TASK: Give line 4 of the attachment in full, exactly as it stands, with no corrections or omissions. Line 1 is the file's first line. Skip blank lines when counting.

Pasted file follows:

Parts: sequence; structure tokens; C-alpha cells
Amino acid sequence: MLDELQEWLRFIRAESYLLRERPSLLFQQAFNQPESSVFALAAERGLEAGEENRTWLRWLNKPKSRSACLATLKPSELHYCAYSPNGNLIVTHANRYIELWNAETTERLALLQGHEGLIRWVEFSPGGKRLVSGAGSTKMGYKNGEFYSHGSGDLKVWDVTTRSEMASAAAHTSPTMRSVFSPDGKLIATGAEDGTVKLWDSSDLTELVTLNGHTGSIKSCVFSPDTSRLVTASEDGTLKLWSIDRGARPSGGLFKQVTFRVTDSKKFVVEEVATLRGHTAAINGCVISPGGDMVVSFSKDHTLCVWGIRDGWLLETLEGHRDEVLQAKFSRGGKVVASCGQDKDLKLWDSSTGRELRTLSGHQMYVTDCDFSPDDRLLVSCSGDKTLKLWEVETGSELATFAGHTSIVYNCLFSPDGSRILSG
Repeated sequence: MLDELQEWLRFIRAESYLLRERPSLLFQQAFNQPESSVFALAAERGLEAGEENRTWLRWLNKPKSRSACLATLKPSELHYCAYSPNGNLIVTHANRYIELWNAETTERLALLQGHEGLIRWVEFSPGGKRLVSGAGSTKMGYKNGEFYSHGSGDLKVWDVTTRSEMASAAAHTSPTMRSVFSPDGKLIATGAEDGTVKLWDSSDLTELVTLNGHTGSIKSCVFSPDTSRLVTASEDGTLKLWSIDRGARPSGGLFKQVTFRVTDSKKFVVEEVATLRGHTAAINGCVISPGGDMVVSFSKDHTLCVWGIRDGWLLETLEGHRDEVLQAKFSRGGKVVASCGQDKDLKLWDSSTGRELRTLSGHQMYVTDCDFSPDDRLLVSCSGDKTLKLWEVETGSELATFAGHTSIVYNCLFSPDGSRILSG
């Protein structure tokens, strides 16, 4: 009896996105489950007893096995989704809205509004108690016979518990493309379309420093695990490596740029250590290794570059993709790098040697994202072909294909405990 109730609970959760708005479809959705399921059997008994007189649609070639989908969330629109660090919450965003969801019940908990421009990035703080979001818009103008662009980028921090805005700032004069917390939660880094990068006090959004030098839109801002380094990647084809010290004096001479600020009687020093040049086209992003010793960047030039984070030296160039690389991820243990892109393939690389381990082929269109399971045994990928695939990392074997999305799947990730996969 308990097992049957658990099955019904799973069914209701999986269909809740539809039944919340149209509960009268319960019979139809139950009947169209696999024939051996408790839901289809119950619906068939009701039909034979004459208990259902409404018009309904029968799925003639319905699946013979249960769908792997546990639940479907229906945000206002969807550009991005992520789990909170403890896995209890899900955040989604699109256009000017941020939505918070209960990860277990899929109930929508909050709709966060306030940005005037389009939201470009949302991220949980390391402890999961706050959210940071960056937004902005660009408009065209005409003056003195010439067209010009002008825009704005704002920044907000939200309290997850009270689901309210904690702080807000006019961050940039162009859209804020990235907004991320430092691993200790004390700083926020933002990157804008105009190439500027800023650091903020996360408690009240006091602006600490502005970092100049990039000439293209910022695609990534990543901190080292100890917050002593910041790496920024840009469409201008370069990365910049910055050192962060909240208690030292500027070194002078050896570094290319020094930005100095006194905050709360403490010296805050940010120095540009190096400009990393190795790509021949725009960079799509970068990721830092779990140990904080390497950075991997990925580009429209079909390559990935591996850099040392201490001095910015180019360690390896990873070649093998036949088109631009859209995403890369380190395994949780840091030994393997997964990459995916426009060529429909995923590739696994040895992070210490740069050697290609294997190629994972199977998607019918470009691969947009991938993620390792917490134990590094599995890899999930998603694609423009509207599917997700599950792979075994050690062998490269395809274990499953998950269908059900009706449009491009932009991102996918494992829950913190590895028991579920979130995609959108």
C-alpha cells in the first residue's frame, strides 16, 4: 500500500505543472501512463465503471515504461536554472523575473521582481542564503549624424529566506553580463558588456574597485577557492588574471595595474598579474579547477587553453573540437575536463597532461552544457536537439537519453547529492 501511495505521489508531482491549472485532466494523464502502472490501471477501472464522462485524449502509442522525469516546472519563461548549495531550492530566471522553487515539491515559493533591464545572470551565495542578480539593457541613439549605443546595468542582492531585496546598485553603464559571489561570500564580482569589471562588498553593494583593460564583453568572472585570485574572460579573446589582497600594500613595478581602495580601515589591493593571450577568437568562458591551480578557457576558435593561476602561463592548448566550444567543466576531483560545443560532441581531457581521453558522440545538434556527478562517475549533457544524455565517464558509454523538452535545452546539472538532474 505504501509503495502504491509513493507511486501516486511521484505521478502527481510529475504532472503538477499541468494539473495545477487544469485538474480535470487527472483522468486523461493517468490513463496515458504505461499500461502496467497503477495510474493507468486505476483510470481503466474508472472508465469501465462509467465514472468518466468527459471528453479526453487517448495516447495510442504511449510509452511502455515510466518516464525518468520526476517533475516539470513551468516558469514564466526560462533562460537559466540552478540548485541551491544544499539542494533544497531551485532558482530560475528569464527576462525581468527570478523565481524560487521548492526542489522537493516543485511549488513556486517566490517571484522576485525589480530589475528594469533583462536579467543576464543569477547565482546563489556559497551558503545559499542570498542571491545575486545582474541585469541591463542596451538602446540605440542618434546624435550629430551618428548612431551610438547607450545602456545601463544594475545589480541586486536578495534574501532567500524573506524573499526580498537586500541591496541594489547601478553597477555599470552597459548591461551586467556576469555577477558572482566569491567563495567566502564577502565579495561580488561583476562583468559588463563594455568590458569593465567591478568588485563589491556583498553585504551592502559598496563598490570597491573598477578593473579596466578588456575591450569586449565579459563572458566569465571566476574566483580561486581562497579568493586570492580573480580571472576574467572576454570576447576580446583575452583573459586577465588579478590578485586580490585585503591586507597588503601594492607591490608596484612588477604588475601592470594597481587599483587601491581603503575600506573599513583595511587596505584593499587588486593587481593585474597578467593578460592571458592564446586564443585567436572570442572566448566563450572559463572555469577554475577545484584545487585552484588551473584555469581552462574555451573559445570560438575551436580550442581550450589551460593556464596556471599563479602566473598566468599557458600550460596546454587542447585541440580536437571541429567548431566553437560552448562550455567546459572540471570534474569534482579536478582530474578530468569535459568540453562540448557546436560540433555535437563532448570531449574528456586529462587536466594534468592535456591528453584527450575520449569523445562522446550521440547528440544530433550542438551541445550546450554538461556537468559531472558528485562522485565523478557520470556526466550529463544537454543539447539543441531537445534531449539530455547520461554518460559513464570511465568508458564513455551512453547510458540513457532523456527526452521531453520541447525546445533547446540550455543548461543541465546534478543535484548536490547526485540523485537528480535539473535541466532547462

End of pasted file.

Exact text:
């Protein structure tokens, strides 16, 4: 009896996105489950007893096995989704809205509004108690016979518990493309379309420093695990490596740029250590290794570059993709790098040697994202072909294909405990 109730609970959760708005479809959705399921059997008994007189649609070639989908969330629109660090919450965003969801019940908990421009990035703080979001818009103008662009980028921090805005700032004069917390939660880094990068006090959004030098839109801002380094990647084809010290004096001479600020009687020093040049086209992003010793960047030039984070030296160039690389991820243990892109393939690389381990082929269109399971045994990928695939990392074997999305799947990730996969 308990097992049957658990099955019904799973069914209701999986269909809740539809039944919340149209509960009268319960019979139809139950009947169209696999024939051996408790839901289809119950619906068939009701039909034979004459208990259902409404018009309904029968799925003639319905699946013979249960769908792997546990639940479907229906945000206002969807550009991005992520789990909170403890896995209890899900955040989604699109256009000017941020939505918070209960990860277990899929109930929508909050709709966060306030940005005037389009939201470009949302991220949980390391402890999961706050959210940071960056937004902005660009408009065209005409003056003195010439067209010009002008825009704005704002920044907000939200309290997850009270689901309210904690702080807000006019961050940039162009859209804020990235907004991320430092691993200790004390700083926020933002990157804008105009190439500027800023650091903020996360408690009240006091602006600490502005970092100049990039000439293209910022695609990534990543901190080292100890917050002593910041790496920024840009469409201008370069990365910049910055050192962060909240208690030292500027070194002078050896570094290319020094930005100095006194905050709360403490010296805050940010120095540009190096400009990393190795790509021949725009960079799509970068990721830092779990140990904080390497950075991997990925580009429209079909390559990935591996850099040392201490001095910015180019360690390896990873070649093998036949088109631009859209995403890369380190395994949780840091030994393997997964990459995916426009060529429909995923590739696994040895992070210490740069050697290609294997190629994972199977998607019918470009691969947009991938993620390792917490134990590094599995890899999930998603694609423009509207599917997700599950792979075994050690062998490269395809274990499953998950269908059900009706449009491009932009991102996918494992829950913190590895028991579920979130995609959108």